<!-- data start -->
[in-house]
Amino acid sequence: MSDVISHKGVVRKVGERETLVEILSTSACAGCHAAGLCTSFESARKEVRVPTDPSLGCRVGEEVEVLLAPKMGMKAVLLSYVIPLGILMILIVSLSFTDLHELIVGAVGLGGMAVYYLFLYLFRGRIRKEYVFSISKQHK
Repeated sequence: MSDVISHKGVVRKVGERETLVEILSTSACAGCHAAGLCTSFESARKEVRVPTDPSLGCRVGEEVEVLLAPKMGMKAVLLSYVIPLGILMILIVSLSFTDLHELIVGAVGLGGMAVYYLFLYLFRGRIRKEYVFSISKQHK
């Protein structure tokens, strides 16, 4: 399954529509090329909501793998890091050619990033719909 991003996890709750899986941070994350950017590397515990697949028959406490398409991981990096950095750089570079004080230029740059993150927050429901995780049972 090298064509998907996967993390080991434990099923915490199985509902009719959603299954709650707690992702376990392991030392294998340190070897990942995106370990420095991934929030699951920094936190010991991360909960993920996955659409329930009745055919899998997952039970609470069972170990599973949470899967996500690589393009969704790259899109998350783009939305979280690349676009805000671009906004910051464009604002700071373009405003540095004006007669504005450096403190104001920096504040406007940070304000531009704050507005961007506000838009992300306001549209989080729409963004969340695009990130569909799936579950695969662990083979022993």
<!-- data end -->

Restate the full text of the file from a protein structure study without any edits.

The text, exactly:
[in-house]
Amino acid sequence: MSDVISHKGVVRKVGERETLVEILSTSACAGCHAAGLCTSFESARKEVRVPTDPSLGCRVGEEVEVLLAPKMGMKAVLLSYVIPLGILMILIVSLSFTDLHELIVGAVGLGGMAVYYLFLYLFRGRIRKEYVFSISKQHK
Repeated sequence: MSDVISHKGVVRKVGERETLVEILSTSACAGCHAAGLCTSFESARKEVRVPTDPSLGCRVGEEVEVLLAPKMGMKAVLLSYVIPLGILMILIVSLSFTDLHELIVGAVGLGGMAVYYLFLYLFRGRIRKEYVFSISKQHK
């Protein structure tokens, strides 16, 4: 399954529509090329909501793998890091050619990033719909 991003996890709750899986941070994350950017590397515990697949028959406490398409991981990096950095750089570079004080230029740059993150927050429901995780049972 090298064509998907996967993390080991434990099923915490199985509902009719959603299954709650707690992702376990392991030392294998340190070897990942995106370990420095991934929030699951920094936190010991991360909960993920996955659409329930009745055919899998997952039970609470069972170990599973949470899967996500690589393009969704790259899109998350783009939305979280690349676009805000671009906004910051464009604002700071373009405003540095004006007669504005450096403190104001920096504040406007940070304000531009704050507005961007506000838009992300306001549209989080729409963004969340695009990130569909799936579950695969662990083979022993």